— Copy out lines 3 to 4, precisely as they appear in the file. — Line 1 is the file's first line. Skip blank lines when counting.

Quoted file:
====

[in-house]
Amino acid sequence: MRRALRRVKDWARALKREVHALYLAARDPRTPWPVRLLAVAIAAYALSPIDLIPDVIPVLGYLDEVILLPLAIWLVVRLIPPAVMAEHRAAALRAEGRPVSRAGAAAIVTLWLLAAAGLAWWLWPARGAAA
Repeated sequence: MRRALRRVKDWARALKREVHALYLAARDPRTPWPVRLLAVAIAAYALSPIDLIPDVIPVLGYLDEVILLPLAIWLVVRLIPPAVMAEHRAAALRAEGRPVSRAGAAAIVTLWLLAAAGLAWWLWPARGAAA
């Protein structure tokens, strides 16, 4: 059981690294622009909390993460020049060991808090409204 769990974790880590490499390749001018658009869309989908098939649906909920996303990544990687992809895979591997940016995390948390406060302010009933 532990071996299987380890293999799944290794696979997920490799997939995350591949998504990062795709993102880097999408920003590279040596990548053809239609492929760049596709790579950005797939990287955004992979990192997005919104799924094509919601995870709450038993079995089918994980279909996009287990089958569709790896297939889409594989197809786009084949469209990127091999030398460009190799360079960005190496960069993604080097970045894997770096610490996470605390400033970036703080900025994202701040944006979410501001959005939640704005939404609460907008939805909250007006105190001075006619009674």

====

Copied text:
Repeated sequence: MRRALRRVKDWARALKREVHALYLAARDPRTPWPVRLLAVAIAAYALSPIDLIPDVIPVLGYLDEVILLPLAIWLVVRLIPPAVMAEHRAAALRAEGRPVSRAGAAAIVTLWLLAAAGLAWWLWPARGAAA
């Protein structure tokens, strides 16, 4: 059981690294622009909390993460020049060991808090409204 769990974790880590490499390749001018658009869309989908098939649906909920996303990544990687992809895979591997940016995390948390406060302010009933 532990071996299987380890293999799944290794696979997920490799997939995350591949998504990062795709993102880097999408920003590279040596990548053809239609492929760049596709790579950005797939990287955004992979990192997005919104799924094509919601995870709450038993079995089918994980279909996009287990089958569709790896297939889409594989197809786009084949469209990127091999030398460009190799360079960005190496960069993604080097970045894997770096610490996470605390400033970036703080900025994202701040944006979410501001959005939640704005939404609460907008939805909250007006105190001075006619009674």